The reaction extracting electrons to produce oxygen molecules

A model of the reaction in which the four electrons are extracted has been created. This S–state model begins at S0 and proceeds through four states, from S1 to S4 (Figure 3). In this diagram, “hv” indicates light (photons). In the S0 state, when one photon arrives, one hydrogen ion and one electron are extracted. Next, in the S1 state, when one photon arrives, one electron is extracted, moving it into the S2 state. This reaction continues until, after the fourth time light (a photon) arrives, four electrons have been extracted, releasing an oxygen molecule. In this series of reactions, basically the same number of hydrogen ions and electrons are released, but no hydrogen ions are released in the step from S1 to S2, nor in the step from S3 to S4; instead, two hydrogen ions are released in the final step (S4 -> S0), making a total of four hydrogen ions released.

Figure 3. Changes in the S-state in water splittingA model of the S-states (S0–S4) in which four electrons are extracted due to photosynthesis. Once light (a photon) has arrived for the fourth time, four electrons have been extracted, releasing an oxygen molecule. Due to the distorted chair structure, the oxygen atoms closest to each other form a bond to release an oxygen molecule.

This series of reactions was already understood. The catalyst for the reactions was also known to consist basically of manganese and calcium.

What we did not understand was the form taken by the manganese and calcium compound that serves as a catalyst, and the kind of reaction that occurs within this catalyst.

We used a technique called crystal structure analysis to reveal the protein structure of photosystem II. In our research, we found that photosystem II forms a dimer and each dimer was made up of as many as 40 proteins; the different colors in Figure 1 indicate different proteins, while the blue dots are water molecules.

The following reaction occurs in photosystem II. The green chlorophyll molecules absorb light. As light is energy, the chlorophyll emits an electron when it absorbs the light. This leaves the chlorophyll without enough electrons, so it steals an electron from a neighboring molecule. As this reaction continues, the molecule that finally donates the electron to the chlorophyll is a manganese-calcium complex, leaving water as the only molecules able to donate electrons. Thus, the water molecules serve as the electron donor, and after this reaction has taken place four times continuously, two water molecules are split to emit four hydrogen ions and an oxygen molecule.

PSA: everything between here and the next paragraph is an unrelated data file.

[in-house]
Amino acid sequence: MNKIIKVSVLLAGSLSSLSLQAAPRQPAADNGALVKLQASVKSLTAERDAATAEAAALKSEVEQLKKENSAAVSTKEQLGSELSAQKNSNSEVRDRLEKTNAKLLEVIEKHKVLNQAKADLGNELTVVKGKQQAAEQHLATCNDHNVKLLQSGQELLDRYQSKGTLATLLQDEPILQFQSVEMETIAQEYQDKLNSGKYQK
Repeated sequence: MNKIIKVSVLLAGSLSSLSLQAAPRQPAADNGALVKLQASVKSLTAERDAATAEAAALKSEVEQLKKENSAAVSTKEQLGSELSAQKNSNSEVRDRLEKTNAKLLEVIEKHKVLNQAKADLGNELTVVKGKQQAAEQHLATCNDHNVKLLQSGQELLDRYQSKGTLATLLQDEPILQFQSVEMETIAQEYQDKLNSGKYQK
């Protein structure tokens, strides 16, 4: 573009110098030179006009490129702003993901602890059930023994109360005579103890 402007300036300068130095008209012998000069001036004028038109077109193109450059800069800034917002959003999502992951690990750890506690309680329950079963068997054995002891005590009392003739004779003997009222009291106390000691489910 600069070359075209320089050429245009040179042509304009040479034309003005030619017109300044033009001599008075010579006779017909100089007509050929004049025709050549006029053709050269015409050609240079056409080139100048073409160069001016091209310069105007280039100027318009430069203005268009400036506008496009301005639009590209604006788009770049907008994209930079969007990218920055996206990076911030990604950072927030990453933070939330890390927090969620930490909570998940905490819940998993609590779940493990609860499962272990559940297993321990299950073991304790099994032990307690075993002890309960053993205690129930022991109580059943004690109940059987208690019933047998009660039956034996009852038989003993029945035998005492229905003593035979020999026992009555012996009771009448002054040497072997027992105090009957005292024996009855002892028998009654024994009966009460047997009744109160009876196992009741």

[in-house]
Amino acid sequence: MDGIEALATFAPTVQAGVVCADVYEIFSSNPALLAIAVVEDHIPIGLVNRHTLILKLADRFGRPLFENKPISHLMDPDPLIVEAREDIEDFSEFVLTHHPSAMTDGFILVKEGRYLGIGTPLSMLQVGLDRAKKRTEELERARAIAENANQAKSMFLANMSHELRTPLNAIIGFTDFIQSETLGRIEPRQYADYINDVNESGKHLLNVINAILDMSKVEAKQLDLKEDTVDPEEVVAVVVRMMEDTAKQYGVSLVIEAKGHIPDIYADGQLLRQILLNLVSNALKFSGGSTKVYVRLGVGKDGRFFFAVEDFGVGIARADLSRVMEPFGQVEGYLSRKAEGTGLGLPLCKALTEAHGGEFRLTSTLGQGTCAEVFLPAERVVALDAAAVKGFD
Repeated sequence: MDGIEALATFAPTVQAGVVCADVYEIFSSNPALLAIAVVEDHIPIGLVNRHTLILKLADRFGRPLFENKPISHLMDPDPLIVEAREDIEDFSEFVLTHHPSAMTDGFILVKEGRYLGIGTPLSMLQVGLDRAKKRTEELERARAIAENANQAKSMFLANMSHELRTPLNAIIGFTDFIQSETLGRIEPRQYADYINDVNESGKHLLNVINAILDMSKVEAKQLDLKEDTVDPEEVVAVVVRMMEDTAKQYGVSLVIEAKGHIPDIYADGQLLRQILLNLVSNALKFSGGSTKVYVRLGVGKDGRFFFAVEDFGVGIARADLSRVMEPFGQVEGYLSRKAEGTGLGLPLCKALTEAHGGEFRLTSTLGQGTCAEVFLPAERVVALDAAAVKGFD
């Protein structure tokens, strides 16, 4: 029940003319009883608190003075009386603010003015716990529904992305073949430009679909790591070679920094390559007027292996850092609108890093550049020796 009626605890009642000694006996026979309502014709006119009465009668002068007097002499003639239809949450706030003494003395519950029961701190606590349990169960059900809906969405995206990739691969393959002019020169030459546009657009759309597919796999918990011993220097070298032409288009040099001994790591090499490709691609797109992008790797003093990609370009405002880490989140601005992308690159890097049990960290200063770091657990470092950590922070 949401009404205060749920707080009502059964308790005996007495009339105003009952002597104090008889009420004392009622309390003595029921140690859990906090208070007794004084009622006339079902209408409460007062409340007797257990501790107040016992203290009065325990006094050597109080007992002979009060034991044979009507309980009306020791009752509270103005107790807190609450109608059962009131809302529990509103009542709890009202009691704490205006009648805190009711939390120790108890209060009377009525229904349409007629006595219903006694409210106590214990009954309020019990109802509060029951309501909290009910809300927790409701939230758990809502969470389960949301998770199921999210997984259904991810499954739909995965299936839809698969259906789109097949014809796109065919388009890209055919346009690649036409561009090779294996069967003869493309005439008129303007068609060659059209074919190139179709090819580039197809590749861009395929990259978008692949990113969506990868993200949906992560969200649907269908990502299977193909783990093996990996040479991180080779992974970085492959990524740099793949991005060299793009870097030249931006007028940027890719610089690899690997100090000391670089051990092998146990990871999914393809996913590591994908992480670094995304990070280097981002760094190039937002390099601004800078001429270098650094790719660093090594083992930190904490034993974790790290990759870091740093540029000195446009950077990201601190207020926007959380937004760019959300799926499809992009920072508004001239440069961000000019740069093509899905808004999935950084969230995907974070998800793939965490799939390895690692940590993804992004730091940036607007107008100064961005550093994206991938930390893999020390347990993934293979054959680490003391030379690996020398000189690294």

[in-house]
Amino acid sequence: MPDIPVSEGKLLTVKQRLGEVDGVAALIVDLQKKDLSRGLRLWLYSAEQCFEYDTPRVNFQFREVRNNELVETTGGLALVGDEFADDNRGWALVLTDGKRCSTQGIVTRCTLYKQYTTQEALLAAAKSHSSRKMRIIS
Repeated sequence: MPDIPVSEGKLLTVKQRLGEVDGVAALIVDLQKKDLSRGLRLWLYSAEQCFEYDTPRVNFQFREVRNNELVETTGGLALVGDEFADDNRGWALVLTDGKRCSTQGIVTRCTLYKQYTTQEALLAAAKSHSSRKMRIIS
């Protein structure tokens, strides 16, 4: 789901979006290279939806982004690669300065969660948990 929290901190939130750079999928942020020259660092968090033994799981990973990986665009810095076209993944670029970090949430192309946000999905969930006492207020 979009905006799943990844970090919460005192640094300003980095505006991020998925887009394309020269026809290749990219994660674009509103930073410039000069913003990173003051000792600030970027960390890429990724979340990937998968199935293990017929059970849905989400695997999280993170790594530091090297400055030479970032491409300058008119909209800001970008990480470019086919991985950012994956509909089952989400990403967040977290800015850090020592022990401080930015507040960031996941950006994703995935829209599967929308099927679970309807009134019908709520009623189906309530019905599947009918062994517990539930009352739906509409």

The manganese-calcium complex in photosystem II is called the Mn4CaO5 cluster, which is indicated in the oval area outlined with a broken red line in Figure 1. We are studying the structure and reactions of this complex.

The manganese-calcium complex consists of four manganese ions and one calcium atom linked by five oxygen atoms. When viewed from the front, it has the shape of a chair, but this chair’s remarkable feature is distortion. Consequently, this is called a “distorted chair” structure. The complex cannot maintain this chair structure on its own, so it is surrounded by amino acids (proteins) to fix it in place.

The complex is distorted because, when the chair structure is distorted and enters a relaxed state, it emits an electron, making it easier for the water-splitting reaction to proceed to the next step. This is a key characteristic and one that we were the first to observe.

To carry out this analysis, it is necessary to expose the complex to light for a very short time, because the reaction will proceed if it is exposed to light for a longer time. To conduct an experiment with a fixed step, we used an ns light pulse. Using an ns light pulse creates a state in which a single electron is released. We then analyzed the structural data of the manganese-calcium complex using the X-ray free-electron laser at RIKEN’s facility called SACLA located in the same campus as the large synchrotron radiation facility SPring-8.